27/03/2018 16:18 BST

Holocaust Survivor Mireille Knoll's Murder Was Anti-Semitic Hate Crime, Police Suspect

'We are really in shock'.

Reuters Staff / Reuters
Red tape police seals and a photograph are seen on the front door of the apartment of Mireille Knoll in Paris

Police suspect the murder of a Holocaust survivor in France was an anti-semitic hate crime, it has been confirmed.

Mireile Knoll, 85, was found dead with 11 stab wounds on Friday in her Paris apartment, which had also been set on fire.

On Tuesday a judge told two men arrested in connection with the crime that they are suspected of murder motivated by the victim’s “real or supposed adherence to a religion”.

Anne Hidalgo, the mayor of Paris, has called on residents of the city to join her on a silent march on Wednesday in Knoll’s memory.

Knoll’s son, Daniel, told an Israeli TV programme that one of the suspects was his mother’s long-time neighbour who had recently come out of prison for a sex offence.

The suspect spent Friday at her the 85-year-old’s apartment sharing a drink, her son said.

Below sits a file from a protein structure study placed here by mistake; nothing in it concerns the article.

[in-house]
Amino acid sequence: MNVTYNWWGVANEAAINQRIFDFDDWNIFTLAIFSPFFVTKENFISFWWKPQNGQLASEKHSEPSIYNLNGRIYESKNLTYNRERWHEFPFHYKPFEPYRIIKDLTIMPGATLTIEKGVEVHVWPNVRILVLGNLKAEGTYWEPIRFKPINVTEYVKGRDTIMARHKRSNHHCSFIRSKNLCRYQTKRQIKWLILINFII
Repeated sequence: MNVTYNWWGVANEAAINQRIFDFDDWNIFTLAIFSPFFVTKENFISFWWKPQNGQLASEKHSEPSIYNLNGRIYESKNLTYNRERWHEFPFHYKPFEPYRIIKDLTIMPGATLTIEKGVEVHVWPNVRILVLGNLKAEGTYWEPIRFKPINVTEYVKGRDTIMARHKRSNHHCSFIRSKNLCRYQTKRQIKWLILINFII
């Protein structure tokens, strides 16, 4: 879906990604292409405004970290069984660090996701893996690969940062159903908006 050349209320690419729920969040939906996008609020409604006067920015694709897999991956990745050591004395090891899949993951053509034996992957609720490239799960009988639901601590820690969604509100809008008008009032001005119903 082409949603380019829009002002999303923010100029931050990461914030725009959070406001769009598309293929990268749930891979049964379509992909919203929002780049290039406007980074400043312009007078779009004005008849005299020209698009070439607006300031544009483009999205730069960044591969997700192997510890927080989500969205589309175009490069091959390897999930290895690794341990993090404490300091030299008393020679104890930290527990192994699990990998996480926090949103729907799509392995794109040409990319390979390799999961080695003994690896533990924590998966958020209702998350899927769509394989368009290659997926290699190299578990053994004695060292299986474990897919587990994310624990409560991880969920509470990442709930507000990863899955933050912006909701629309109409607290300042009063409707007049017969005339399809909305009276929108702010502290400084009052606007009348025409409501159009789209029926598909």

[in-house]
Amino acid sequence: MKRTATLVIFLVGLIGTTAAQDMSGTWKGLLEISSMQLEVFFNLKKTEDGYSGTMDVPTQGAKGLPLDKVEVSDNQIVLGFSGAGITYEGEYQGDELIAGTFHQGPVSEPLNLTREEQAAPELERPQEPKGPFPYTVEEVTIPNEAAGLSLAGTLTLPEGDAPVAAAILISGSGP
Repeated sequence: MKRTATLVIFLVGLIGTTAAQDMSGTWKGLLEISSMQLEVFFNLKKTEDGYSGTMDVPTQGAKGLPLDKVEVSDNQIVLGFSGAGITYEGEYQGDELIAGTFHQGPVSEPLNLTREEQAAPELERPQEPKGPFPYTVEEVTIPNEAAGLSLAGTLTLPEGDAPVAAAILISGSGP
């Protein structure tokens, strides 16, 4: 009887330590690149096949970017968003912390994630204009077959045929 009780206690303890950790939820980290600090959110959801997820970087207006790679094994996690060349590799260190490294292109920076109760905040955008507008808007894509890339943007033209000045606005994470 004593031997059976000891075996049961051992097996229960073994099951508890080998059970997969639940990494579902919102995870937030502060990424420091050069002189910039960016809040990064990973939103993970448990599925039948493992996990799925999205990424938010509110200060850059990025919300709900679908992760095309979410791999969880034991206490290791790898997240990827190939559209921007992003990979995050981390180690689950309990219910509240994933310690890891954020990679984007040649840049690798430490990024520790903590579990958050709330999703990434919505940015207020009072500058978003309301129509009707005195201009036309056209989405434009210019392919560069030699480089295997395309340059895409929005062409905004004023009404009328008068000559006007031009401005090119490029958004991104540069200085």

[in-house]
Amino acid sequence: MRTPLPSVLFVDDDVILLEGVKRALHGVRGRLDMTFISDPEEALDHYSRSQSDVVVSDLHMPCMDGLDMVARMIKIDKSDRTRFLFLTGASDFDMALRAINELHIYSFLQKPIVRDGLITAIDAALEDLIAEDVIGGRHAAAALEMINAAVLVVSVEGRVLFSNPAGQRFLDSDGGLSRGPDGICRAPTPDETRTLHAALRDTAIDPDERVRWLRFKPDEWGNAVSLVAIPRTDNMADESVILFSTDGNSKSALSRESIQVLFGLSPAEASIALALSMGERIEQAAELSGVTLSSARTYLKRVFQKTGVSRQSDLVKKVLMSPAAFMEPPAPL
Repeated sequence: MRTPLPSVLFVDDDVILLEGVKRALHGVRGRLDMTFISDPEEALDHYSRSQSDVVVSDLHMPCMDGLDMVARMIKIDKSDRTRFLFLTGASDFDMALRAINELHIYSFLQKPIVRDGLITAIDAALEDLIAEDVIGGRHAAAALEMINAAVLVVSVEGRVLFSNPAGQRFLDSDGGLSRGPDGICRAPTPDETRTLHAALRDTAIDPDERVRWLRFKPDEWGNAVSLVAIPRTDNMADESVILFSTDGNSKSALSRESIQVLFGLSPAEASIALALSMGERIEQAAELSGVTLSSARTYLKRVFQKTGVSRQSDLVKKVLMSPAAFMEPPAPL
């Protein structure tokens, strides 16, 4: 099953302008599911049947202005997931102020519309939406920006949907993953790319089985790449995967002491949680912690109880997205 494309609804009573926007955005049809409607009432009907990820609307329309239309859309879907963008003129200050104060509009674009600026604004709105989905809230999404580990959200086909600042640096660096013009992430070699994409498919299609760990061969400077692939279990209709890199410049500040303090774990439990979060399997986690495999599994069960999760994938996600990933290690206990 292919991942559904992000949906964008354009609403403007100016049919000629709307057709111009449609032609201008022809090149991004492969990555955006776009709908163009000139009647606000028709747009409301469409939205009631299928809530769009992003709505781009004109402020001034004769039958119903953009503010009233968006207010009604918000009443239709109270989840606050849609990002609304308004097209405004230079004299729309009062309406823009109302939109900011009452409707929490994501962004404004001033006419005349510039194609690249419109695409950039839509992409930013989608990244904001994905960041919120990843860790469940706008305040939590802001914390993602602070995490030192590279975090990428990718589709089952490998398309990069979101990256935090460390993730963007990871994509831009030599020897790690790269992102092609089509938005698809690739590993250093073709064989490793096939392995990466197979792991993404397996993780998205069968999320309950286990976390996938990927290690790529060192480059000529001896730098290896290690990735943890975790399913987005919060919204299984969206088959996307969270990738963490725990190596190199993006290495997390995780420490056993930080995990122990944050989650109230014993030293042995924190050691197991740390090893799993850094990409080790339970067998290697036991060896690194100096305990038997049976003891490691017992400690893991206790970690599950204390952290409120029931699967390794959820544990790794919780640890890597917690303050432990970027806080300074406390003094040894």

“We are really in shock. I don’t understand how someone could kill a woman who has no money and who lives in a social housing complex,” he told AFP.

As a child, Knoll narrowly escaped being rounded up with 13,000 Jews who were held at a cycling track in Paris in July 1942 before being deported to Auschwitz. Of the 13,000 people deported to Auschwitz, fewer than 100 survived.

She had lived in the same Paris neighbourhood or 60 years, according to Francis Kalifat, the head of Crif, an organisation that represents France’s 400,000 Jews.

The second suspect in her killing is a homeless man, according to Gilles-William Goldnadel, the victim’s lawyer.

The World Jewish Congress said it was “shocked” by Knoll’s “horrid murder” and said Wednesday’s march was “an expression of compassion with all French people”.

President Emmanuel Macron responded on Twitter to the death. “I want to express my emotion after the horrific crime committed against Mme Knoll,” he wrote on Monday. “I reaffirm my total determination in fighting anti-semitism.”

France’s Jewish community, the largest in Europe, has seen a rise in anti-semitic hate crimes.

In 2015, vandals desecrated 250 tombstones in a Jewish cemetery in eastern France only days after four Jews were killed in an attack on a kosher grocery in Paris.

Knoll’s killing took place a year to the day after the murder of Sarah Halimi-Attal, a 65-year-old whose killing prosecutors now believe was anti-semitic.